20. P. A. Agaba, E. Digin, R. Makai et al., “Clinical characteristics and predictors of mortality in hospitalized HIV-infected Nigerians,” The Journal of Infection in Developing Countries, vol. 5, no. 5, pp. 377–382, 2011. View at: Publisher Site | Google Scholar
  21. M. Colvin, S. Dawood, I. Kleinschmidt, S. Mullick, and U. Lallo, “Prevalence of HIV and HIV-related diseases in the adult medical wards of a tertiary hospital in Durban, South Africa,” International Journal of STD & AIDS, vol. 12, no. 6, pp. 386–389, 2001. View at: Publisher Site | Google Scholar
  22. K. Thinyane and V. Cooper, “Clinical profiles of HIV-infected, HAART-naive patients admitted to a tertiary level hospital in Maseru, Lesotho,” The Internet Journal of Infectious Diseases, vol. 11, no. 1, pp. 1–6, 2013. View at: Google Scholar
  23. S. K Sharma, T. Kadhiravan, A. Banga, T. Goyal, I. Bhatia, and P. K. Saha, “Spectrum of clinical disease in a series of 135 hospitalised HIV infected patients from North India,” BMC Infectious Diseases, vol. 4, no. 52, 2004. View at: Publisher Site | Google Scholar
  24. B. E. Jones, S. M. M. Young, D. Antoniskis, P. T. Davidson, F. Kramer, and P. F. Barnes, “Relationship of the manifestations of tuberculosis to CD4 cell counts in patients with human immunodeficiency virus infection,” American Review of Respiratory Disease, vol. 148, no. 5, pp. 1292–1297, 1993. View at: Publisher Site | Google Scholar
  25. J. O. Jowi, P. M. Mativo, and S. S. Musoke, “Clinical and laboratory characteristics of hospitalized patients with neurological manifestations of HIV/AIDS at the Nairobi hospital,” East African Medical Journal, vol. 84, no. 2, pp. 67–76, 2007. View at: Google Scholar
  26. O. S. Abayomi, F. Ojini, N. Okubadejo et al., “Pattern and outcome of neurological manifestations of HIV/AIDS—a review of 154 cases in a Nigerian University Teaching Hospital—a preliminary report,” African Journal of Neurological Sciences, vol. 24, no. 1, pp. 29–36, 2005. View at: Google Scholar
  27. J. F. D. Oliveira, D. B. Greco, G. C. Oliveira, P. P. Christo, M. D. C. Guimarães, and R. C. Oliveira, “Neurological disease in HIV-infected patients in the era of highly active antiretroviral treatment: a Brazilian experience,” Revista da Sociedade Brasileira de Medicina Tropical, vol. 39, no. 2, pp. 146–151, 2006. View at: Publisher Site | Google Scholar
  28. M. J. Núñez, L. Martín-Carbonero, V. Moreno et al., “Impact of antiretroviral treatment-related toxicities on hospital admissions in HIV-infected patients,” AIDS Research and Human Retroviruses, vol. 22, no. 9, pp. 825–829, 2006. View at: Publisher Site | Google Scholar
  29. J. E. Sackoff, D. B. Hanna, M. R. Pfeiffer, and L. V. Torian, “Causes of death among persons with AIDS in the era of highly active antiretroviral therapy: New York City,” Annals of Internal Medicine, vol. 145, no. 6, pp. 397–406, 2006. View at: Publisher Site | Google Scholar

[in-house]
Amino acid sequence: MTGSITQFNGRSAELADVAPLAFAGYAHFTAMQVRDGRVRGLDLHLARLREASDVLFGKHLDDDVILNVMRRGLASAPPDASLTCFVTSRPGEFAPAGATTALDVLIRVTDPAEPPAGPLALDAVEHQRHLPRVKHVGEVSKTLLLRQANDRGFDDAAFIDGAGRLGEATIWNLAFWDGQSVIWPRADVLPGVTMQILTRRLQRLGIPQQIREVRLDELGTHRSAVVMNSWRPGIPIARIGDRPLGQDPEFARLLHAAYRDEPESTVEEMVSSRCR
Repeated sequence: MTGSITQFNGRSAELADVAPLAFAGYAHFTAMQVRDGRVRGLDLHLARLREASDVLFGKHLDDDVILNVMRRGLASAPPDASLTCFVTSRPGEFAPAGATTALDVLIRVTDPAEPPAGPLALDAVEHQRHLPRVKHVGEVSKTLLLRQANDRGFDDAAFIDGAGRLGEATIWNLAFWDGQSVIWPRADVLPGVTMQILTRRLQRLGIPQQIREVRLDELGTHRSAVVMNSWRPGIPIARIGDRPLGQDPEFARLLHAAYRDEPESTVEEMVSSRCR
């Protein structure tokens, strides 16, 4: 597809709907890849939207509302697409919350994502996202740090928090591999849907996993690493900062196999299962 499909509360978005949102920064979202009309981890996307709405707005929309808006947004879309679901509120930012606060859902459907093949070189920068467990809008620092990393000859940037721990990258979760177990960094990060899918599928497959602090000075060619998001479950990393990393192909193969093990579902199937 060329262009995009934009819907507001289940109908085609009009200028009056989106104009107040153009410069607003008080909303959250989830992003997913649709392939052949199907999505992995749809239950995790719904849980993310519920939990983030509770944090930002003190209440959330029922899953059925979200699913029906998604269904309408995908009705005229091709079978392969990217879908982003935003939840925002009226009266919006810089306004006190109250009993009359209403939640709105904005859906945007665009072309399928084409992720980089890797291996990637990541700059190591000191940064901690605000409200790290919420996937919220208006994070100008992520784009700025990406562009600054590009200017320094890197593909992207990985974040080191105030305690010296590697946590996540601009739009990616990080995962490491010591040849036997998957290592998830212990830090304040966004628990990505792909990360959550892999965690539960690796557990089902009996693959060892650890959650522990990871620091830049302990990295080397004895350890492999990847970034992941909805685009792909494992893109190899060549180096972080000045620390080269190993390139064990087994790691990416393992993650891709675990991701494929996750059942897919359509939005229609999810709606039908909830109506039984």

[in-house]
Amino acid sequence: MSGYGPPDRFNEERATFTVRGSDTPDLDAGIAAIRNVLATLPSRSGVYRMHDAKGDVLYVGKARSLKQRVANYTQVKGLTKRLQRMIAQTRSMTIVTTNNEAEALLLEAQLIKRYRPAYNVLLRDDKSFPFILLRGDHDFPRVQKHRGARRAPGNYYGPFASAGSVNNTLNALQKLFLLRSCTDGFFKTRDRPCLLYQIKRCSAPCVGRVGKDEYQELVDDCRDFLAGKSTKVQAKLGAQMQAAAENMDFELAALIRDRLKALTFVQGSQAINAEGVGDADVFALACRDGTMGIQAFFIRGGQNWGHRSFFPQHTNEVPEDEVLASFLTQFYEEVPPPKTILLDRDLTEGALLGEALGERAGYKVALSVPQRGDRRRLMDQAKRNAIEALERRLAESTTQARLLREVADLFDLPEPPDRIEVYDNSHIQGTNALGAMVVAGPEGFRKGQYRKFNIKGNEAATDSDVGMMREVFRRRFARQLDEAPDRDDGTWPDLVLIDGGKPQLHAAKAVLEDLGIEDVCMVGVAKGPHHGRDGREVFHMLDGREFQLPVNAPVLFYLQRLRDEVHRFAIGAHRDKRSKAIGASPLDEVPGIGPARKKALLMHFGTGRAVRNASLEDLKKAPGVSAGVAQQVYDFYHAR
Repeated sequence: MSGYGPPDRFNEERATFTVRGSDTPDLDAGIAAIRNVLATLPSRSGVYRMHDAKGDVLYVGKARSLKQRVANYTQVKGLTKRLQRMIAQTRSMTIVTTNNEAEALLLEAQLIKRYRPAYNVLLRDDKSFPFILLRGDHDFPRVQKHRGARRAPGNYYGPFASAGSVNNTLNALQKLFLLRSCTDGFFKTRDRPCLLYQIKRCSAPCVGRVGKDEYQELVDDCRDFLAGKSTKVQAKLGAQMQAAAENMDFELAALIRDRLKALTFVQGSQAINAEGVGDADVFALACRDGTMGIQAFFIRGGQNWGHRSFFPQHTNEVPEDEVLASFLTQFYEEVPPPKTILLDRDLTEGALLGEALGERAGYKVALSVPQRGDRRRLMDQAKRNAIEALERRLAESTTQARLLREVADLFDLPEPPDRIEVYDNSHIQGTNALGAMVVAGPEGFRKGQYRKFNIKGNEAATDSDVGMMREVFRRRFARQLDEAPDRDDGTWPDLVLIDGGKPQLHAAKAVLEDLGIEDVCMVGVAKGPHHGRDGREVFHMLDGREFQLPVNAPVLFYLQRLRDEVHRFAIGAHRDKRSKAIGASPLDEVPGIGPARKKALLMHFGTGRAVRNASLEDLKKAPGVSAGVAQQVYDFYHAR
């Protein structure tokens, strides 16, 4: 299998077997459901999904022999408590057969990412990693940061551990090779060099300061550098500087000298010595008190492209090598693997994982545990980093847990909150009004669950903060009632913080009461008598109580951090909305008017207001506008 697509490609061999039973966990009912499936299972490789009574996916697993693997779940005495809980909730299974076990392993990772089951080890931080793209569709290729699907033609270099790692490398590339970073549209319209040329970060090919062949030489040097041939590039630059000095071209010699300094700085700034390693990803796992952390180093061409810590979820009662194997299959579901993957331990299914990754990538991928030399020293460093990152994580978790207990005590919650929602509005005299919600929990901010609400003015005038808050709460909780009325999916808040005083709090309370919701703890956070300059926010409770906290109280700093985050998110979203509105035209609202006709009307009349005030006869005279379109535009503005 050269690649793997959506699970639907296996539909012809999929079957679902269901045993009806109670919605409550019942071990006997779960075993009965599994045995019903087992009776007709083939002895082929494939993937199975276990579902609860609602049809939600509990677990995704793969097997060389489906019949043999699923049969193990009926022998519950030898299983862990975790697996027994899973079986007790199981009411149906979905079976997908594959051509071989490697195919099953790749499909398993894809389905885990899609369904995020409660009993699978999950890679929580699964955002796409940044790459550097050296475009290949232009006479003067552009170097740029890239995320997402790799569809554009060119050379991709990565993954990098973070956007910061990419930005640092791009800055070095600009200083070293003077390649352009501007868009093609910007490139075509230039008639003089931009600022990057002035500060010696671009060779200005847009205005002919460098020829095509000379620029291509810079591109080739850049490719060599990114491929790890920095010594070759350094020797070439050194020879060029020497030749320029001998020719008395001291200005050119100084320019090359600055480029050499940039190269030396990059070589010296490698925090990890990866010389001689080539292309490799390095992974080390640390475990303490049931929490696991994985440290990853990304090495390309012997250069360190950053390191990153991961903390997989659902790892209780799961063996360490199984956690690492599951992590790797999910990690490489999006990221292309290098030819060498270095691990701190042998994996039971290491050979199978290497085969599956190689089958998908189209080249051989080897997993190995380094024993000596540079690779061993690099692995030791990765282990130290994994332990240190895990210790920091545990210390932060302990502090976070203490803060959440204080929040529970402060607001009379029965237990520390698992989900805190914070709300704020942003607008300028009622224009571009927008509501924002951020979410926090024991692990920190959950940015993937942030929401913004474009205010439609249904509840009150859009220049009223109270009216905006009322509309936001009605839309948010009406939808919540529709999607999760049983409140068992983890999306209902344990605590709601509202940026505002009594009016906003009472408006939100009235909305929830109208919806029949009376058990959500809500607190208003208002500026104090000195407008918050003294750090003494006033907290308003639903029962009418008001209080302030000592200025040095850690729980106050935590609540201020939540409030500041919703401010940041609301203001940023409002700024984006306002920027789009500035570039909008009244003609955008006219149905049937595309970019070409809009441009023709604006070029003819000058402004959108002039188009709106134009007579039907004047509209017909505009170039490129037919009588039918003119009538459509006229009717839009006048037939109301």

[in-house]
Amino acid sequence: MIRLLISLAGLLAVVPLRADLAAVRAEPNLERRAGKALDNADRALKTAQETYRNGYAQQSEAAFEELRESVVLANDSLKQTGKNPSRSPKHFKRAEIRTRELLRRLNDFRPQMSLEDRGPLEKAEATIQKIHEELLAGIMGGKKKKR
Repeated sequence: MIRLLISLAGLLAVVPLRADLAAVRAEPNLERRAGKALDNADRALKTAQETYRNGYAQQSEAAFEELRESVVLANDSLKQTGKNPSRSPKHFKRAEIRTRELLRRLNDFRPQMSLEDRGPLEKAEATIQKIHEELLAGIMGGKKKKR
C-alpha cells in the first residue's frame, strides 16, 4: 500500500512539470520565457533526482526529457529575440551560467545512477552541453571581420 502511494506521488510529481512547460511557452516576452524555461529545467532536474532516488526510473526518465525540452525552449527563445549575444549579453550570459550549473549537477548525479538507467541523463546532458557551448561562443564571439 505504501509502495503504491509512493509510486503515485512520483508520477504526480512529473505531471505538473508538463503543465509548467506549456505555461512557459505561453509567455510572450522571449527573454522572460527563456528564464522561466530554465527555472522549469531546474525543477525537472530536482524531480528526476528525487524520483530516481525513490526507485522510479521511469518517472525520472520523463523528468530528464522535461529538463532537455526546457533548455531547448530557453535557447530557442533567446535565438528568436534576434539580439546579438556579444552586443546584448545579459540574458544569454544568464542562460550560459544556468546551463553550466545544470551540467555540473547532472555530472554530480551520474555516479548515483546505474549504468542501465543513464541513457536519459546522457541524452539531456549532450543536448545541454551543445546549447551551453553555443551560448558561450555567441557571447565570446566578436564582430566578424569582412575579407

30. C. Rapp, A. Reggad, A. Aoun, C. Ficko, D. Andriamanantena, and C. Flateau, “Hospitalisation causes of HIV-infected patients in 2011 in an HIV reference center in the Paris region, France,” Journal of the International AIDS Society, vol. 15, no. 4, Article ID 18126, 2012. View at: Publisher Site | Google Scholar
  31. S. S. Dias, V. Andreozzi, M. O. Martins, and J. Torgal, “Predictors of mortality in HIV-associated hospitalizations in Portugal: a hierarchical survival model,” BMC Health Services Research, vol. 9, 2009. View at: Publisher Site | Google Scholar
  32. C. A. Balkema, E. M. Irusen, J. J. Taljaard, M. D. Zeier, and C. F. Koegelenberg, “Prospective study on the outcome of human immunodeficiency virus-infected patients requiring mechanical ventilation in a high-burden setting,” An International Journal of Medicine, vol. 109, no. 1, pp. 35–40, 2018. View at: Google Scholar
  33. H. N. Luma, B. C. Tchaleu, E. Temfack et al., “HIV-associated central nervous system disease in patients admitted at the Douala general hospital between 2004 and 2009: a retrospective study,” AIDS Research and Treatment, vol. 2013, Article ID 709810, 6 pages, 2013. View at: Publisher Site | Google Scholar
  34. T. Berhe, Y. Melkamu, and A. Amare, “The pattern and predictors of mortality of HIV/AIDS patients with neurologic manifestation in Ethiopia: a retrospective study,” AIDS Research and Therapy, vol. 9, no. 1, p. 11, 2012. View at: Publisher Site | Google Scholar
  35. J. K. Gill, L. Greene, R. Miller et al., “ICU admission in patients infected with the human immunodeficiency virus—a multicentre survey,” Anaesthesia, vol. 54, no. 8, pp. 727–732, 1999. View at: Publisher Site | Google Scholar

Copyright © 2020 Kirubel Minsamo Mishore et al. This is an open access article distributed under the Creative Commons Attribution License, which permits unrestricted use, distribution, and reproduction in any medium, provided the original work is properly cited.


More related articles

154 Views | 185 Downloads | 0 Citations
 PDF Download Citation Citation
 Download other formatsMore
 Order printed copiesOrder

Related articles

We are committed to sharing findings related to COVID-19 as quickly as possible. We will be providing unlimited waivers of publication charges for accepted research articles as well as case reports and case series related to COVID-19. Review articles are excluded from this waiver policy. Sign up here as a reviewer to help fast-track new submissions.